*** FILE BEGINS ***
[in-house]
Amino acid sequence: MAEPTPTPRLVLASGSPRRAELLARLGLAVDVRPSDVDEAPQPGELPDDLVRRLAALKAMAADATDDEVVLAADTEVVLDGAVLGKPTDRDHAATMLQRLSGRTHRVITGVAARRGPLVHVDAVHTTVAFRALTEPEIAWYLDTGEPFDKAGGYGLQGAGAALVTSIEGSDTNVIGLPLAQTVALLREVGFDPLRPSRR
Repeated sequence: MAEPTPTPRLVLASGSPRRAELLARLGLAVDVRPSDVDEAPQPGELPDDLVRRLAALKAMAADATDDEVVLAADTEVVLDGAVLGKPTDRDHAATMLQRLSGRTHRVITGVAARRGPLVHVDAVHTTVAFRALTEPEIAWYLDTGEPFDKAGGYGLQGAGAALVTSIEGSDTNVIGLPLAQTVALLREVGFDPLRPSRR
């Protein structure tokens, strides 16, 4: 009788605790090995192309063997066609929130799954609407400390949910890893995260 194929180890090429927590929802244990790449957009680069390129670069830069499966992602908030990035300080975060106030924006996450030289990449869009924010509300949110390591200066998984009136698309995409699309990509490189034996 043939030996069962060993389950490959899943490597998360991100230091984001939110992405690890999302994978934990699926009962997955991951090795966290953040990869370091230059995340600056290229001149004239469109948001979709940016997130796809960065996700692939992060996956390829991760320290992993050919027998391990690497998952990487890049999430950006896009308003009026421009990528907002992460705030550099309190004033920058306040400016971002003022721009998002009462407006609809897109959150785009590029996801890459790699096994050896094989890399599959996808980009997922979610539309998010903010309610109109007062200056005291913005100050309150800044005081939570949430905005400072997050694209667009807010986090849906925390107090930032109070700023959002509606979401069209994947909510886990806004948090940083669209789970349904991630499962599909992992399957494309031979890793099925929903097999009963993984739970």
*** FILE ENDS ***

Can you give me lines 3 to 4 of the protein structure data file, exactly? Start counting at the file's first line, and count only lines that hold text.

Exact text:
Repeated sequence: MAEPTPTPRLVLASGSPRRAELLARLGLAVDVRPSDVDEAPQPGELPDDLVRRLAALKAMAADATDDEVVLAADTEVVLDGAVLGKPTDRDHAATMLQRLSGRTHRVITGVAARRGPLVHVDAVHTTVAFRALTEPEIAWYLDTGEPFDKAGGYGLQGAGAALVTSIEGSDTNVIGLPLAQTVALLREVGFDPLRPSRR
């Protein structure tokens, strides 16, 4: 009788605790090995192309063997066609929130799954609407400390949910890893995260 194929180890090429927590929802244990790449957009680069390129670069830069499966992602908030990035300080975060106030924006996450030289990449869009924010509300949110390591200066998984009136698309995409699309990509490189034996 043939030996069962060993389950490959899943490597998360991100230091984001939110992405690890999302994978934990699926009962997955991951090795966290953040990869370091230059995340600056290229001149004239469109948001979709940016997130796809960065996700692939992060996956390829991760320290992993050919027998391990690497998952990487890049999430950006896009308003009026421009990528907002992460705030550099309190004033920058306040400016971002003022721009998002009462407006609809897109959150785009590029996801890459790699096994050896094989890399599959996808980009997922979610539309998010903010309610109109007062200056005291913005100050309150800044005081939570949430905005400072997050694209667009807010986090849906925390107090930032109070700023959002509606979401069209994947909510886990806004948090940083669209789970349904991630499962599909992992399957494309031979890793099925929903097999009963993984739970």